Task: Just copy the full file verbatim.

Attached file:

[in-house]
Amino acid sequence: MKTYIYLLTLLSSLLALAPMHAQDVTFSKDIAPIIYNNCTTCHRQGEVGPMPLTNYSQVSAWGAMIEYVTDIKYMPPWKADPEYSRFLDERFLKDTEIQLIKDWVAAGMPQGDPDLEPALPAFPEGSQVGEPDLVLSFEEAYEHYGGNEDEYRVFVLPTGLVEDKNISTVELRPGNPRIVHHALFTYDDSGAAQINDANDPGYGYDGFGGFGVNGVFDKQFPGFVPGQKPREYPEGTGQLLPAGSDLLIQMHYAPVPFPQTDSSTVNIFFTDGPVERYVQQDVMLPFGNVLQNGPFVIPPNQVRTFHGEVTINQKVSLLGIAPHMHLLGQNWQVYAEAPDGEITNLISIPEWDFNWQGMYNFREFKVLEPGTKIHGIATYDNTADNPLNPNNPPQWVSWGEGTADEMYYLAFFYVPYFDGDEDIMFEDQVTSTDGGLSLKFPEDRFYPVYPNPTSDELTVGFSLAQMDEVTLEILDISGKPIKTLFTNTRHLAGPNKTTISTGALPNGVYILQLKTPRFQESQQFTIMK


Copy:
[in-house]
Amino acid sequence: MKTYIYLLTLLSSLLALAPMHAQDVTFSKDIAPIIYNNCTTCHRQGEVGPMPLTNYSQVSAWGAMIEYVTDIKYMPPWKADPEYSRFLDERFLKDTEIQLIKDWVAAGMPQGDPDLEPALPAFPEGSQVGEPDLVLSFEEAYEHYGGNEDEYRVFVLPTGLVEDKNISTVELRPGNPRIVHHALFTYDDSGAAQINDANDPGYGYDGFGGFGVNGVFDKQFPGFVPGQKPREYPEGTGQLLPAGSDLLIQMHYAPVPFPQTDSSTVNIFFTDGPVERYVQQDVMLPFGNVLQNGPFVIPPNQVRTFHGEVTINQKVSLLGIAPHMHLLGQNWQVYAEAPDGEITNLISIPEWDFNWQGMYNFREFKVLEPGTKIHGIATYDNTADNPLNPNNPPQWVSWGEGTADEMYYLAFFYVPYFDGDEDIMFEDQVTSTDGGLSLKFPEDRFYPVYPNPTSDELTVGFSLAQMDEVTLEILDISGKPIKTLFTNTRHLAGPNKTTISTGALPNGVYILQLKTPRFQESQQFTIMK